First HPV Vaccine-related Injury Claim Will Reach Federal Court Next WeekNov 8, 2013
Two sisters are claiming that a vaccine for cervical cancer caused their ovaries to stop functioning, making their chances of pregnancy nearly impossible.
Next week, at a hearing in federal court in Washington, D.C., the sisters, from Mount Horeb, Wisc., will publicly declare their allegations, according to a report in the Wisconsin State Journal.
Vaccine shots against human papillomavirus, or HPV, caused their ovaries to stop producing eggs, sisters Madelyne, 20, and Olivia Meylor, 19, charge, adding that they believe the shots have also caused them to enter into premature menopause, accompanied by insomnia, night sweats and headaches.
HPV is a sexually transmitted virus. Health officials recommend three doses of this vaccine—which is available under the brands Gardasil (the one the sisters used) and Cervarix—for girls and boys ages 11 and 12. The vaccine, which is said to protect against cervical and throat cancer, genital warts and other conditions, is not without its controversies.
About 22,000 adverse reactions were reportedly caused by the vaccine, nationally, from June 2006 to March 2013, according to the Centers for Disease Control and Prevention (CDC). In that same period, 57 million doses of the vaccine were distributed.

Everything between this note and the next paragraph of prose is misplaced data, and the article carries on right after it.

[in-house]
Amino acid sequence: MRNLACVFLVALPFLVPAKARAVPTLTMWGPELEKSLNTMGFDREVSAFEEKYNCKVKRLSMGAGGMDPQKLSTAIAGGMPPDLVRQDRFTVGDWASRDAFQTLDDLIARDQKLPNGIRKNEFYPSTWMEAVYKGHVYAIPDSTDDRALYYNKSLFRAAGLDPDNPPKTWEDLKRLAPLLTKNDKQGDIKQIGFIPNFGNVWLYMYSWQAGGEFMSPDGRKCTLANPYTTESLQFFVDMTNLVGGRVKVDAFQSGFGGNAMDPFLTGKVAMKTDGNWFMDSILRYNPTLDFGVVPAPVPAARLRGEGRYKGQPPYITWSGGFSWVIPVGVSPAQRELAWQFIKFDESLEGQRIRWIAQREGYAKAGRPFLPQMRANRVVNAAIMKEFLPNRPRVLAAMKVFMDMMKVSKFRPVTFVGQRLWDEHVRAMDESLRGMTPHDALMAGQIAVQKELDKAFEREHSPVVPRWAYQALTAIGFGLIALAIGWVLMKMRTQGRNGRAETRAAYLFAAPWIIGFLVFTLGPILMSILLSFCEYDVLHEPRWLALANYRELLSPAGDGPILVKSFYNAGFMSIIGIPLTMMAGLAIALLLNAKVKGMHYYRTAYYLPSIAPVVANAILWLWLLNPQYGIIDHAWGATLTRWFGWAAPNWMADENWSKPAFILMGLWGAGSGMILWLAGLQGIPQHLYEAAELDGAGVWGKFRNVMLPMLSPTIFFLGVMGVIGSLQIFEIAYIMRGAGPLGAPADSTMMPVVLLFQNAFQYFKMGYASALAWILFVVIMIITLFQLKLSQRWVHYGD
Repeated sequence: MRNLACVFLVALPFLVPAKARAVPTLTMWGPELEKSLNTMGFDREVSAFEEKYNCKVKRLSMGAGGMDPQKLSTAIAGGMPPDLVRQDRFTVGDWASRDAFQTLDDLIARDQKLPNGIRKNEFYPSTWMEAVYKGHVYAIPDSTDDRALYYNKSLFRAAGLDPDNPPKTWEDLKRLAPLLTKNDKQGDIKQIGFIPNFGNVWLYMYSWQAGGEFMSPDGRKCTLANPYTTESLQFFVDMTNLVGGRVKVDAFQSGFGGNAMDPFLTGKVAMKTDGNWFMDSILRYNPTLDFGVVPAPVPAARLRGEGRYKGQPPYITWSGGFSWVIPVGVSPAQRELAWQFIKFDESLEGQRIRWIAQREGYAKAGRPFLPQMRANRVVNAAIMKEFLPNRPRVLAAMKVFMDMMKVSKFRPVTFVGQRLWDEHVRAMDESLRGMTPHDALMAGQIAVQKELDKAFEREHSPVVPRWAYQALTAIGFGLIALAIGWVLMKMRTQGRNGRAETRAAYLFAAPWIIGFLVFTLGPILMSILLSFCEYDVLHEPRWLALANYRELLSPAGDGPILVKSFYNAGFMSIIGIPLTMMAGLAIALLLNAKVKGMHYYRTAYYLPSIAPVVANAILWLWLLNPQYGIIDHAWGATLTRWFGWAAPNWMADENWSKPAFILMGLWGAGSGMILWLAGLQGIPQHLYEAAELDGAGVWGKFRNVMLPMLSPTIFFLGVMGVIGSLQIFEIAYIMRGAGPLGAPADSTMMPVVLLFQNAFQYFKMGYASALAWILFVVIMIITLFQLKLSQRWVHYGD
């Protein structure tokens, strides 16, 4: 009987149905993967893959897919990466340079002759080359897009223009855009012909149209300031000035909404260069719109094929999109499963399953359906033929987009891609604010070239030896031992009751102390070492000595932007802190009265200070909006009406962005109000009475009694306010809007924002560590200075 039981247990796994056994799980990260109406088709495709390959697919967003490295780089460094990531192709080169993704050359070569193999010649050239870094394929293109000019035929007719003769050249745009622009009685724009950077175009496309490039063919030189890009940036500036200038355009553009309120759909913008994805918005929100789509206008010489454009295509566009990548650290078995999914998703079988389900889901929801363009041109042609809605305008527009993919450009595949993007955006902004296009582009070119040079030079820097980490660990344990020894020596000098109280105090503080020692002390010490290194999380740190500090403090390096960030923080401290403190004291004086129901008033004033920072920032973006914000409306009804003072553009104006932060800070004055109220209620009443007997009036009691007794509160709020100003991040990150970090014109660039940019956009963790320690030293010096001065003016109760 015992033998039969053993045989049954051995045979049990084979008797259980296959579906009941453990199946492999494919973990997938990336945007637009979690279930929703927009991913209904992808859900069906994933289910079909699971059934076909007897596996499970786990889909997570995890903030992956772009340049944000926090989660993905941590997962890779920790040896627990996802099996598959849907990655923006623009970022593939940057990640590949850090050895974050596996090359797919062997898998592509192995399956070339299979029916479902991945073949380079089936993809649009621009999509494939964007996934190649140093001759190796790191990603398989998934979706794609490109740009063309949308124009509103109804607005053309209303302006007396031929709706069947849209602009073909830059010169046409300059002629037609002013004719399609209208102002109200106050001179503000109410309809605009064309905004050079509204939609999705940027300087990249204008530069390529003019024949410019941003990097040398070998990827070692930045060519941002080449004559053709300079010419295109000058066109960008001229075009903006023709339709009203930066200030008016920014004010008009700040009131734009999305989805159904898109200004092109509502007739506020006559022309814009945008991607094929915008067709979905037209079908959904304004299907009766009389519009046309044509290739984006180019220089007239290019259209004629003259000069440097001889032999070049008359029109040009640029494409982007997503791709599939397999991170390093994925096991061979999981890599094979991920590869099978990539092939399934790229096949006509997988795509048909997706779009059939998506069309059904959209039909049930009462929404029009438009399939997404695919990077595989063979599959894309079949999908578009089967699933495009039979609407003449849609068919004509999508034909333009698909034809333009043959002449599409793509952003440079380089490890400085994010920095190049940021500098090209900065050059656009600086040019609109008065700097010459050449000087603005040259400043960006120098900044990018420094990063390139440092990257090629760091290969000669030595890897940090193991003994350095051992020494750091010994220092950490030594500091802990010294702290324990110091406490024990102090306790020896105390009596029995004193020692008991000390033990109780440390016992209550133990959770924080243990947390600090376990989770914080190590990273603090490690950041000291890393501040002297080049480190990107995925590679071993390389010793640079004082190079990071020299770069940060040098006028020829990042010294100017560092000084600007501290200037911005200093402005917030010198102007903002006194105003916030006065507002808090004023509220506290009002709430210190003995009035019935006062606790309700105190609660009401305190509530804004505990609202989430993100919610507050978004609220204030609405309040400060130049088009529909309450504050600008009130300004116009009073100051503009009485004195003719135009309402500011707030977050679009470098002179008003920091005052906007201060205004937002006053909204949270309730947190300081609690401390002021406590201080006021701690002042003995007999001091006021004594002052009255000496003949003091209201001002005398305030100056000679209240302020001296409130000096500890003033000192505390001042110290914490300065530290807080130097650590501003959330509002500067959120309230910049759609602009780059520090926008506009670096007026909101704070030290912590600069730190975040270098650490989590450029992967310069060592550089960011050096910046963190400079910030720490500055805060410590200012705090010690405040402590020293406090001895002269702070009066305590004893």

About 92 percent of the reported reactions involved were deemed not serious by the CDC, involving fainting, dizziness and nausea.
The CDC and U.S. Food and Drug Administration (FDA) call the vaccine safe and note that it stops HPV from causing about 18,000 cancers in women and 8,000 cancers in men each year.
Nevertheless, the National Vaccine Injury Compensation Program has awarded about $5.9 million in total payments of 68 cases involving injuries caused by HPV vaccines. The vaccine injury program, through which the Meylor sisters’ claim became the first such allegation to reach a hearing in federal court, has also dismissed 63 claims; 81 are pending.
In 2010 at age 16, Madelyne was diagnosed with premature ovarian failure. The vaccine caused her to have irregular periods, according to a brief filed in her case, the State Journal report noted. Olivia only had a couple of periods after her vaccine shot. She was also 16 when diagnosed with premature ovarian failure.
Tests turned up negative for possible genetic causes of the condition for both women.
According to the State Journal report, Dr. Yehuda Shoenfeld, from Israel, will testify that the sisters have developed an autoimmune disease from “substances in the HPV vaccine, called adjuvants.” These are designed to boost the body’s immune response. The phenomenon is known as Autoimmune Syndrome Induced by Adjuvants, or ASIA, the article noted.
Briefs filed by the U.S. Department of Justice, which is arguing the case against the sisters’ claims, note that the syndrome “was first proposed by Dr. Shoenfeld in an article he authored in 2010. ASIA is not accepted by the medical community at large.”